Growth cycle of Lithops.

Young Lithops up to 15mm diameter need regular light watering all year. Windowsills can be too hot for them. Mature Lithops flower some time between January and June. Give NO water after flowering or after May 31st, whichever comes first. They will wrinkle as water is withdrawn from the outside (visible) leaves and recycled into the new leaves (which may become visible down the fissure as they swell and grow). The old leaves eventually become just a dry, papery husk (around October), and gentle watering can then commence. The husk will be split by the new leaves and it can be removed to prevent shading of the new growth if it has not already blown away. Mouse nibbles and scars will now be gone, the colours are at their brightest, and the Lithops becomes once again a living gemstone. Then water moderately through summer until flowering or the end of May.

Lithops Species.

  • Aucampiae grows fast and large. body to 50mm, cluster to 200mm
  • Bella, 'beautiful'. Only one in both Namibia and South Africa
  • Dinteri, Professor Dinter discovered four species
  • Dorotheae, one of the most striking patterns.
  • Fulviceps, transparent dots. Several distinct forms - red, yellow, milky grey, for example
  • Hookeri, the first discovered, 1811, but not found again until 1918. Very variable
  • Karasmontana, 'Karas Mountains'. Very variable
  • Lesliei, widest range. many forms, easy to grow
  • Naureeniae, first found as recently as 1980, big fissure
  • Otzeniana, large windows, attractive curtains
  • Pseudotruncatella, the earliest to flower, about December or January
  • Ruschiorum, rare, smooth, white pebble. Northernmost of Lithops
  • Salicola, from a salt pan in Orange Free State
  • Vallis-mariae, fine, chalky wrinkles
  • Verruculosa, the only Lithops with an orange flower
  • Villettii, like a white-flowered otzeniana
  • Werneri, smallest, 20mm in cultivation, less in Namibia Also bromfieldii, coleorum, comptonii, erniana, francisci, gesineae, geyeri, glaudinae, gracilidelineata, hallii, helmultii, herrei, julii, localis, marmorata, meyeri, olivacea, optica, schwantesii, viridis plus many minor, named variations. All are worth growing.

The Cactus Family.

Cacti are the best-known of the forty plant families with succulent species. Over 3000 types, they are all from the Americas, but New Zealand's climate can produce magnificent flowering specimens.

Cacti make their growth in summer and respond to warmth and water, but in winter they rest. From about May to September give no major waterings; but dampen soil every few weeks to prevent root dieback. Modify this according to your winter (the colder the drier).

Explorers and botanists are currently discovering more new cactus species than any other type of cultivated plant. With so many types you may wish to focus on one group in particular.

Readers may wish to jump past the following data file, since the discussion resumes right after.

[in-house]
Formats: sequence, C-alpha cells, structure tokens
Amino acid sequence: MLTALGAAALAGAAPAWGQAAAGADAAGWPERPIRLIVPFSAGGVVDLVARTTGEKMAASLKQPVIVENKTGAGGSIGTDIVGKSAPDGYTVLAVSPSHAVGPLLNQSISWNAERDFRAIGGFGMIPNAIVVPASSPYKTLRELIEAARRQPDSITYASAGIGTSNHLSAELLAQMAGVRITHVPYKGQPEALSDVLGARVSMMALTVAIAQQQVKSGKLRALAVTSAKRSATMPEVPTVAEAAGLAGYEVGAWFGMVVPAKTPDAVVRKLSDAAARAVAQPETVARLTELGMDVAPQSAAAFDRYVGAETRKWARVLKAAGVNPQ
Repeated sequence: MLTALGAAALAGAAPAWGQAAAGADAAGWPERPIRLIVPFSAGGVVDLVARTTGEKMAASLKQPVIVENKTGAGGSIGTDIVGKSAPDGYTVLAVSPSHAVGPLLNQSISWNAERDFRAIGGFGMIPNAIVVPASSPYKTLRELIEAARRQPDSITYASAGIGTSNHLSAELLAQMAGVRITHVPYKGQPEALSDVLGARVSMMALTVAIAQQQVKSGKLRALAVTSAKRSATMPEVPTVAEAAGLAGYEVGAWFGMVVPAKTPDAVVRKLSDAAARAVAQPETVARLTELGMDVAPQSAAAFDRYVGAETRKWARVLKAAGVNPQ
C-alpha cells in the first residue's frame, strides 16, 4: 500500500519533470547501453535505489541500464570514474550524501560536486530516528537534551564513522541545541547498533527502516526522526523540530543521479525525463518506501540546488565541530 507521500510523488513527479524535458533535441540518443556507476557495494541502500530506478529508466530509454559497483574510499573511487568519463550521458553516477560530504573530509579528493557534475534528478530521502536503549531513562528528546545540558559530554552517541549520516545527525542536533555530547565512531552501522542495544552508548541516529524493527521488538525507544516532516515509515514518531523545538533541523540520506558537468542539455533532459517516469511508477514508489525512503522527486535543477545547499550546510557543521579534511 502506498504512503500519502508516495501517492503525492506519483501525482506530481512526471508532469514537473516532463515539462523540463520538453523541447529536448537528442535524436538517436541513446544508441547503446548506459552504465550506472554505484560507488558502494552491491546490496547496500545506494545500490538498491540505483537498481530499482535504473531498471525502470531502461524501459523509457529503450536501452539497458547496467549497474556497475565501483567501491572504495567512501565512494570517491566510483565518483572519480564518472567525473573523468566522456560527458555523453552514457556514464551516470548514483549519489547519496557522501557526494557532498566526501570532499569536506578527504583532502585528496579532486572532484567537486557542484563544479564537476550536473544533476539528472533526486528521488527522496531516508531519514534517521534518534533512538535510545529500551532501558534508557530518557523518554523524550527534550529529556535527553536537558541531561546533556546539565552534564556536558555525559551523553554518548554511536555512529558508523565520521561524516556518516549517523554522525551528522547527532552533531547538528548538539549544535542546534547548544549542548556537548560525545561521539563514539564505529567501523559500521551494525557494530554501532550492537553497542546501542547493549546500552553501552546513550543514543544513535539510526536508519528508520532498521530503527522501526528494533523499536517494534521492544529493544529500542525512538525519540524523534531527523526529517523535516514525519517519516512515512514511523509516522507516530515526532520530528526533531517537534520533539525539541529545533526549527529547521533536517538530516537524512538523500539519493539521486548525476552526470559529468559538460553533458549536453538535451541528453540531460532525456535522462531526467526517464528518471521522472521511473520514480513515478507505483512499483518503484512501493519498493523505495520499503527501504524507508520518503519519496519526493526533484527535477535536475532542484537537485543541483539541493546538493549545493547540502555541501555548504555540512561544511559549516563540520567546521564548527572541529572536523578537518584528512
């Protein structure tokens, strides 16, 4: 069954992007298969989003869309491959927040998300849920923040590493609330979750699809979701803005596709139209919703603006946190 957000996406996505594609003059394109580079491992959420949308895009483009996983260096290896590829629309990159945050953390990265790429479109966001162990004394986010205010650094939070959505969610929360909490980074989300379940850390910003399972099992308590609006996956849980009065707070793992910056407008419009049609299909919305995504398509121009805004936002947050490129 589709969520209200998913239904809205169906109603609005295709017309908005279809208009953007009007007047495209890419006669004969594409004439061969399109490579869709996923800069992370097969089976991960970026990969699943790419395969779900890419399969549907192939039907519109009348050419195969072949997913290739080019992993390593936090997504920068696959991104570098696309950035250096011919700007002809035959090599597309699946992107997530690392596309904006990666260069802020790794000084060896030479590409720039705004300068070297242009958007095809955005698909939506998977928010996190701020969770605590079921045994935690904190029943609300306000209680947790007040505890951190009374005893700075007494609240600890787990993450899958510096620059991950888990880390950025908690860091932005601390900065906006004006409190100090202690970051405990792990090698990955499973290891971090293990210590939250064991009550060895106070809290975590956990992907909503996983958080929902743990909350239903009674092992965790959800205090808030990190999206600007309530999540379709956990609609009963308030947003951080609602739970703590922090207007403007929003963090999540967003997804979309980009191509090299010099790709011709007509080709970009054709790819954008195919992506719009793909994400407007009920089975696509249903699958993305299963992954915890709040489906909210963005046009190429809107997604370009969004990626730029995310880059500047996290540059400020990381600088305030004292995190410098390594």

MAMMILLARIA-Small and attractive, 300 species (plus many varieties) make this the perfect genus to specialise in.

CEREOIDS are the tall columnar cacti. 100's of types, many of which grow well outdoors in NZ. Bright light if indoors, to prevent etiolation (that is, stretching and narrowing pale growth due to insufficient light). Many have scented nocturnal flowers

NOTOCACTUS has large flowers and is easy to grow. Of the globular types it grows faster than most.

Watering Guide.

Watch for the growing seasons of your plants but here are some guidelines for the different groups.

Water all year but less in winter:

Adromischus, Aeonium, Agave, Aloe, Cotyledon, Delosperma, Echeveria, Euphorbia, Faucaria, Gasteria, Graptopetalum, Haworthia, Huernia, Kalanchoe, Mestoklema, Pachyphytum, Portulacaria, Sansevieria, Scilla, Sedum, Senecio, Stapelia, Tacitus, Trichodiadema.

Main growth in autumn and winter:

Argyroderma, Aloinopsis, Cheiridopsis, Crassula, Frithia, Massonia, Haemanthus, Othonna, Testudinaria, Titanopsis, Veltheimea.


Keep dry June to September inclusive. Their annual cycle is as for Lithops except the old leaves don't obscure the new. Young plants need regular water.


Very gentle water in late summer to winter, then dry from mid-spring until about mid-summer. Leaves form a dry skin in spring and early summer; at this time plants may appear dead. In late summer the dead skins split open to reveal shiny new leaves.


Keep totally dry from spring until new leaves appear in late summer.

Lump Plants:

Also known as caudiciforms (with distinct caudex) and pachycauls (with thickened stem), often with non-succulent leaves. Cease watering if leaves yellow and fall in autumn or winter. Resume watering when growth resumes. e.g. Pachypodium. Testudinaria grow all year apart from a brief dormancy in mid-summer.

Need only small amounts of water: Argyroderma, Caralluma, Dinteranthus, Fenestraria, Hoodia, Lapidaria, Pseudolithos, Trichocaulon.

Care of cacti and succulents indoors.


Bright light is needed for most succulents and is especially important for blue, grey, or white plants. So keep your plants as near to the window as possible. Remember that twice as far from the window gives you only one quarter of the light level. And the growing point is where the light is needed most, that is, at the top of the plant.

If plants are wanted away from any natural light source be aware that standard electric lights scarcely count as strong light. But a high intensity growing lamp can provide the right amount. For example, a 400 watt Phillips Son-t-Agro Lamp can be mounted on the ceiling and will provide the right light environment in a cone illuminating a 1 metre circle at floor level. These are available from all Switched On Gardener outlets and are perfectly legal.

Adequate light keeps your plants in the correct shape as well as increases resistance to disease etc. Tinted glass is probably as useful as about 3 glow worms.


Avoid rewatering until soil is nearly dry. Don't allow water to stand in a saucer for more than a couple of hours after watering, but heavy watering is unnecessary as our potting mix contains a wetting agent to distribute smaller waterings evenly throughout the container. Be aware that, in less-than-adequate light, overwatering can cause etiolation and fungus attack.

For indoor heated apartments try one litre of water per week for each 600mm x 450mm pot.